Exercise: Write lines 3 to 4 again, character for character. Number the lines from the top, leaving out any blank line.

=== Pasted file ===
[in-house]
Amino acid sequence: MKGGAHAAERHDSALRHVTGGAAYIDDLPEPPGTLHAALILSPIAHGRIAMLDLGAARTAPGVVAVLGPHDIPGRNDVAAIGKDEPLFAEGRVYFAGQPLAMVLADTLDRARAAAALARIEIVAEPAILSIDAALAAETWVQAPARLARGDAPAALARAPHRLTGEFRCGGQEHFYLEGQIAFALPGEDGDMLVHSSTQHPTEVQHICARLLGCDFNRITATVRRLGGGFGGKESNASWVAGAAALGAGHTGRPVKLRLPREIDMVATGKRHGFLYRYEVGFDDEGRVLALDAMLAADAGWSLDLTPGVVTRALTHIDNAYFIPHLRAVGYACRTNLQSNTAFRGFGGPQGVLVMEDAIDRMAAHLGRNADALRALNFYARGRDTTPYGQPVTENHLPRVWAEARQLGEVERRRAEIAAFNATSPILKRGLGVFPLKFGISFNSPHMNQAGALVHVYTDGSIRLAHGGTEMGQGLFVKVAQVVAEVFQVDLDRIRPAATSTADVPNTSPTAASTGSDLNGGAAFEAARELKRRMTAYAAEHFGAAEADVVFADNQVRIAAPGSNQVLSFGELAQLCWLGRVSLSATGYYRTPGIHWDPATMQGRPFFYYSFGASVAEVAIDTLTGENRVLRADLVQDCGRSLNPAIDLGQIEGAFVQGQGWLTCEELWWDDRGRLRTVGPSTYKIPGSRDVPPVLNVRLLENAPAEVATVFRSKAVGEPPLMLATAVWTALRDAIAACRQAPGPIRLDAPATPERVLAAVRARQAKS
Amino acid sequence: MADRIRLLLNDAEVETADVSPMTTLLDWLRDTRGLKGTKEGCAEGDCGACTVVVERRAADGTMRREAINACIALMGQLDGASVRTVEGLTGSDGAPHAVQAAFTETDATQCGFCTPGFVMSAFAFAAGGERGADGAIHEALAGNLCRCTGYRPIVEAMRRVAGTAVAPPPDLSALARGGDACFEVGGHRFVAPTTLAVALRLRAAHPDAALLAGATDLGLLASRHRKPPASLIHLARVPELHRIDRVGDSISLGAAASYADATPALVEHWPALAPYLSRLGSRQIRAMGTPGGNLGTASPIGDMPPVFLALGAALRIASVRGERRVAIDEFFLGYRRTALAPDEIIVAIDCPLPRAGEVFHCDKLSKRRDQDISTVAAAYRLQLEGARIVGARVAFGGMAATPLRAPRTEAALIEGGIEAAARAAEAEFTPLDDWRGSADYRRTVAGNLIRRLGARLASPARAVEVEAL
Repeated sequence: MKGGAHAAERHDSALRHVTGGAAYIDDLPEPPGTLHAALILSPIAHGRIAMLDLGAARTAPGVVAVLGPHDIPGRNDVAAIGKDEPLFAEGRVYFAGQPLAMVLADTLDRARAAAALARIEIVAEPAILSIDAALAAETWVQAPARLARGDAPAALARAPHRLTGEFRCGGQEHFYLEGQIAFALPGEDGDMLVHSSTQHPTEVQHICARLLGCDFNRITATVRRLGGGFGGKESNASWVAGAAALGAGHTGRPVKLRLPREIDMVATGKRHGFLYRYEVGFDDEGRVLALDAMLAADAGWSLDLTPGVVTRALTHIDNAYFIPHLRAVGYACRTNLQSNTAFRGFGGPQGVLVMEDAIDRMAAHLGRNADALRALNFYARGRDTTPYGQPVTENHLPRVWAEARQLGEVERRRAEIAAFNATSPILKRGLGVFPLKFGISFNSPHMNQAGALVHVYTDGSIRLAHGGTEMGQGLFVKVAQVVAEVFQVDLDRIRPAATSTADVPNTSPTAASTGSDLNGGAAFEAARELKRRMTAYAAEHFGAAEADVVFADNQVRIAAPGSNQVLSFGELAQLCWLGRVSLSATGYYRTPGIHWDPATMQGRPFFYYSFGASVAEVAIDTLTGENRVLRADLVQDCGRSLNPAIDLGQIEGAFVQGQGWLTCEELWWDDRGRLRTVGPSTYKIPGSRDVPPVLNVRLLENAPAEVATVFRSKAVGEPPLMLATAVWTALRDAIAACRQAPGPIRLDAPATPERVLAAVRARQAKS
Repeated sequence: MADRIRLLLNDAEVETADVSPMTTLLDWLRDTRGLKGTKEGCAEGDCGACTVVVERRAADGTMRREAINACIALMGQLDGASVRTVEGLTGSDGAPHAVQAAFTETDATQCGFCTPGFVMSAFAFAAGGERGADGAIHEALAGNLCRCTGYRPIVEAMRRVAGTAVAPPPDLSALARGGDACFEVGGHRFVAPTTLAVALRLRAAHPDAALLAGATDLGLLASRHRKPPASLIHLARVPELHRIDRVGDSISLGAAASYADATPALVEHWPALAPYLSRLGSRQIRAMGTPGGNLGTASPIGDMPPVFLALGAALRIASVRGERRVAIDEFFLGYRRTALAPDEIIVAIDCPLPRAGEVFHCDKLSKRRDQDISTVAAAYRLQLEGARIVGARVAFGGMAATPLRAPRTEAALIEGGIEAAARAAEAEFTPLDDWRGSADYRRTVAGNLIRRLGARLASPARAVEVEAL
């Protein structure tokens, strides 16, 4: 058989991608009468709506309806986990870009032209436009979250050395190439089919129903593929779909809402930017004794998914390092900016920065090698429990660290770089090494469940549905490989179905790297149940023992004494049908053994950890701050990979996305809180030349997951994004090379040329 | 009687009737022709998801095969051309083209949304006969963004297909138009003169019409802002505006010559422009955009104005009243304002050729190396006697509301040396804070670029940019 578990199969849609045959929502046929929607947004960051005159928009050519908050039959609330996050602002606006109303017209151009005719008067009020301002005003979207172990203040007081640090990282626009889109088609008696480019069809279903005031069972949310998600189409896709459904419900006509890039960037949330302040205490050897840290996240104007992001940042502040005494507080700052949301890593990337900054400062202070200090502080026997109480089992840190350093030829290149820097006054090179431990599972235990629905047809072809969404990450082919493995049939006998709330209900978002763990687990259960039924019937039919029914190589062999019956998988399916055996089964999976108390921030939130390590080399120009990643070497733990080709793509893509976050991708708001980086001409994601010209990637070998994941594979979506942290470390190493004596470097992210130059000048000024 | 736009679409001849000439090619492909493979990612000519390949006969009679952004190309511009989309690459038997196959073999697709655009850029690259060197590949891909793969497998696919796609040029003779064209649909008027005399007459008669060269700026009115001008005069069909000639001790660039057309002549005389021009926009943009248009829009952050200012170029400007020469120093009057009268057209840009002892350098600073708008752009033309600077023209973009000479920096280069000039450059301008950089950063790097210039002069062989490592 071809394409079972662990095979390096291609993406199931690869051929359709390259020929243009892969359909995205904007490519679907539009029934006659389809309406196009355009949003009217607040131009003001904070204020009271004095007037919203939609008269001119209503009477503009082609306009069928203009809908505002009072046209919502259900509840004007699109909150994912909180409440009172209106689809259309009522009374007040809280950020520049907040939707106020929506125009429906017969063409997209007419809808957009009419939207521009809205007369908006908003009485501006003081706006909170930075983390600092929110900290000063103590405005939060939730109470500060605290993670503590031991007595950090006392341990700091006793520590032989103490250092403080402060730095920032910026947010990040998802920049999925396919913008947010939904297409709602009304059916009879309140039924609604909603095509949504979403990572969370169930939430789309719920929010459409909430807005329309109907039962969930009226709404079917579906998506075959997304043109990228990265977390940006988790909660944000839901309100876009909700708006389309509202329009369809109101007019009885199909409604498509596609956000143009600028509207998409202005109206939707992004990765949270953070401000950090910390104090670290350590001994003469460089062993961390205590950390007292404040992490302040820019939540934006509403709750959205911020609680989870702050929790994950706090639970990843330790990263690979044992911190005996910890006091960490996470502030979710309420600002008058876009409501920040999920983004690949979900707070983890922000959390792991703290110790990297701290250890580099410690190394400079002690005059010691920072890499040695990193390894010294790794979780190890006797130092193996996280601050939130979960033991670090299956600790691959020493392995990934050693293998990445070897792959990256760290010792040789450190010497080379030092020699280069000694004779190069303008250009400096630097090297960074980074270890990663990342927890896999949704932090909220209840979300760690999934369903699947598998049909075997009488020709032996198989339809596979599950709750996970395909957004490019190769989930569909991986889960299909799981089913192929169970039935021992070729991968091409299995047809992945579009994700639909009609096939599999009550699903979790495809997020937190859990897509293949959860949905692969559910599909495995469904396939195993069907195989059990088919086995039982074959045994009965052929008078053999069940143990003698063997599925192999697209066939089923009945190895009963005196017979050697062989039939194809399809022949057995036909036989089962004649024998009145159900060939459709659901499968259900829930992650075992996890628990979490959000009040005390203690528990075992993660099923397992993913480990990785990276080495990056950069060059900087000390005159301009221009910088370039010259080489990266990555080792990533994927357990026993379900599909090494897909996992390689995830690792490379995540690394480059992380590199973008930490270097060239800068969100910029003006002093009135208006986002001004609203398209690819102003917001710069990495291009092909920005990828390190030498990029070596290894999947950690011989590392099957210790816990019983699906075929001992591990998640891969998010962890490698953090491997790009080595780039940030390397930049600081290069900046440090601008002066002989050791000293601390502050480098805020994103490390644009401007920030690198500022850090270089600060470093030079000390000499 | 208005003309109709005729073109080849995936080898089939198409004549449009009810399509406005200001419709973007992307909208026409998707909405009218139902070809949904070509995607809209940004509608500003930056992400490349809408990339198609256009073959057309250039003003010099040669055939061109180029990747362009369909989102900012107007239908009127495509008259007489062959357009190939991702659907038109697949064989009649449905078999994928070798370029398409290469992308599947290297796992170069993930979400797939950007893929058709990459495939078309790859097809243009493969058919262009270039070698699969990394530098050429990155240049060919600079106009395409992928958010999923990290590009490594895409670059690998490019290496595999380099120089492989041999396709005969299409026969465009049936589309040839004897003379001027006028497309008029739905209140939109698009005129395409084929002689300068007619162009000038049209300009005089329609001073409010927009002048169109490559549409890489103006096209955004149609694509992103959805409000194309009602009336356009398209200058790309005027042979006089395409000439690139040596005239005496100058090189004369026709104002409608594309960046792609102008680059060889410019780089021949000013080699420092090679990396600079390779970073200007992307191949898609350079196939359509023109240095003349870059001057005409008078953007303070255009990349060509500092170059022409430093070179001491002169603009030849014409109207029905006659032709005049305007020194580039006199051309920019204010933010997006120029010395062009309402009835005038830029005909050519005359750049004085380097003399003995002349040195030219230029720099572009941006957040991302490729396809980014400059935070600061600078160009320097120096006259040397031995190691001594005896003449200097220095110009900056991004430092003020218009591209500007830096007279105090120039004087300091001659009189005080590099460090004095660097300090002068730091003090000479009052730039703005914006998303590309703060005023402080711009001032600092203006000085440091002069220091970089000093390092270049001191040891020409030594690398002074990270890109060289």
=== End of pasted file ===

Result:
Amino acid sequence: MADRIRLLLNDAEVETADVSPMTTLLDWLRDTRGLKGTKEGCAEGDCGACTVVVERRAADGTMRREAINACIALMGQLDGASVRTVEGLTGSDGAPHAVQAAFTETDATQCGFCTPGFVMSAFAFAAGGERGADGAIHEALAGNLCRCTGYRPIVEAMRRVAGTAVAPPPDLSALARGGDACFEVGGHRFVAPTTLAVALRLRAAHPDAALLAGATDLGLLASRHRKPPASLIHLARVPELHRIDRVGDSISLGAAASYADATPALVEHWPALAPYLSRLGSRQIRAMGTPGGNLGTASPIGDMPPVFLALGAALRIASVRGERRVAIDEFFLGYRRTALAPDEIIVAIDCPLPRAGEVFHCDKLSKRRDQDISTVAAAYRLQLEGARIVGARVAFGGMAATPLRAPRTEAALIEGGIEAAARAAEAEFTPLDDWRGSADYRRTVAGNLIRRLGARLASPARAVEVEAL
Repeated sequence: MKGGAHAAERHDSALRHVTGGAAYIDDLPEPPGTLHAALILSPIAHGRIAMLDLGAARTAPGVVAVLGPHDIPGRNDVAAIGKDEPLFAEGRVYFAGQPLAMVLADTLDRARAAAALARIEIVAEPAILSIDAALAAETWVQAPARLARGDAPAALARAPHRLTGEFRCGGQEHFYLEGQIAFALPGEDGDMLVHSSTQHPTEVQHICARLLGCDFNRITATVRRLGGGFGGKESNASWVAGAAALGAGHTGRPVKLRLPREIDMVATGKRHGFLYRYEVGFDDEGRVLALDAMLAADAGWSLDLTPGVVTRALTHIDNAYFIPHLRAVGYACRTNLQSNTAFRGFGGPQGVLVMEDAIDRMAAHLGRNADALRALNFYARGRDTTPYGQPVTENHLPRVWAEARQLGEVERRRAEIAAFNATSPILKRGLGVFPLKFGISFNSPHMNQAGALVHVYTDGSIRLAHGGTEMGQGLFVKVAQVVAEVFQVDLDRIRPAATSTADVPNTSPTAASTGSDLNGGAAFEAARELKRRMTAYAAEHFGAAEADVVFADNQVRIAAPGSNQVLSFGELAQLCWLGRVSLSATGYYRTPGIHWDPATMQGRPFFYYSFGASVAEVAIDTLTGENRVLRADLVQDCGRSLNPAIDLGQIEGAFVQGQGWLTCEELWWDDRGRLRTVGPSTYKIPGSRDVPPVLNVRLLENAPAEVATVFRSKAVGEPPLMLATAVWTALRDAIAACRQAPGPIRLDAPATPERVLAAVRARQAKS